Album Review: Flo-Rida - R.O.O.T.S.

Posted by Mack of Sound-Savvy On 5:09 PM

Artist: Flo-Rida
Album: R.O.O.T.S. (Route of Overcoming The Struggle)
Release Date: 3.31.09

You can’t turn on the radio or TV these days without hearing a Flo-Rida song. To many, it seems like he just came out of nowhere and shot to instant success. Last year, he became a Billboard heavy-hitter when his first single Low featuring T-Pain spent 10 weeks at the top of the Hot 100 chart. And now just a year later, Right Round, the first single from his sophomore album is in its sixth week atop the same chart. R.O.O.T.S. (Route Of Overcoming The Struggle) is the title of that second project, which makes attempts to bring Flo-Rida into a zone where more of his listeners can relate. Like its predecessor, this album is heavy on the party anthems and club bangers, with no shortage of samples and interpolations. Still, Flo-Rida makes a genuine effort to get more personal and reveal his story, hence the title. Eponymous

The best parts of this project are, predictably, the club hits. With the right amount of alcohol, Jump which features Nelly Furtado will have intoxicated partygoers doing just that. True to the album’s title, Flo-Rida returns to his roots with Gotta Get It (Dancer) which samples Tina Turner’s Private Dancer. This song’s freaky nature is reminiscent of songs from 2 Live Crew, who Flo-Rida toured with in his younger days. Sugar is the album’s projected third single, and is sure to rouse radio in the same manner as Right Round with its ladies-friendly hook. Pleasure P brings some R&B flavor to Shone (the second single) but the album’s best track overall is Be On You. With its slower pace and smooth vocals from Ne-yo, this standout track showcases a slower, more chilled-out side of Flo-Rida and would have been a much better choice for a single over Shone. Of the tracks that are harder on the hip-hop side, Never is arguably the best for flow, production and achieves what the album set out to do – it puts Flo-Rida more in touch with his audience.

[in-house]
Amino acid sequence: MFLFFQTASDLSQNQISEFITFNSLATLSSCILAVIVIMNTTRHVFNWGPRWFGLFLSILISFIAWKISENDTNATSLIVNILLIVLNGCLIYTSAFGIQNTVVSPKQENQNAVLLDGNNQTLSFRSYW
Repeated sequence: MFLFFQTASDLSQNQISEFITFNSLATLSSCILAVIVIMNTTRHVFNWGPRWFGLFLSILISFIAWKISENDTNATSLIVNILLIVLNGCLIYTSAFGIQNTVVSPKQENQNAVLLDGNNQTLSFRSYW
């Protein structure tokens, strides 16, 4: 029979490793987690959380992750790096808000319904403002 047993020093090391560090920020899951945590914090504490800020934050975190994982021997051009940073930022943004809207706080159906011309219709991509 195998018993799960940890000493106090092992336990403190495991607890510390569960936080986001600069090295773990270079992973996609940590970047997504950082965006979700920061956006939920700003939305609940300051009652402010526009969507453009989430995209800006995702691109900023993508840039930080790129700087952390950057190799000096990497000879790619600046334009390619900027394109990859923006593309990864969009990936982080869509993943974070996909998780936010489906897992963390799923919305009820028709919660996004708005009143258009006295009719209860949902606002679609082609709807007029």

On the flipside, there are some tracks that just weren’t good choices for the album. The title track for example (R.O.O.T.S.), though more personal in nature falls short with it’s lack of creativity in production and lyrics; the hook is fairly bland and gets annoying pretty quick. Mind On My Money is another attempt to gain street appreciation, but it comes off a little too hard for someone who spends majority of the album in the club. Touch Me proves that not all club tracks work for Flo-Rida, and this one seems like album filler

All things said, this is a decent album, not totally a loss, but not an album filled with hits either. The problem with Flo-Rida is that the transition from the pop life to real life isn’t as well-received as he (or his label) would have hoped; still gotta give him credit for trying. On the bright side, he’s established himself as a party-starter, and the go-to-guy for crossover hits. This album is a lot better than I actually expected. You can’t blame him for marketing where the money is...

Sound-Savvy officially rates R.O.O.T.S. (Route of Overcoming The Struggle) with 3.5 out of 5 platinum headphones.

Related Posts:
Video: Flo-Rida feat. Pleasure P - Shone
Flo-Rida feat. Ne-yo - Be On You

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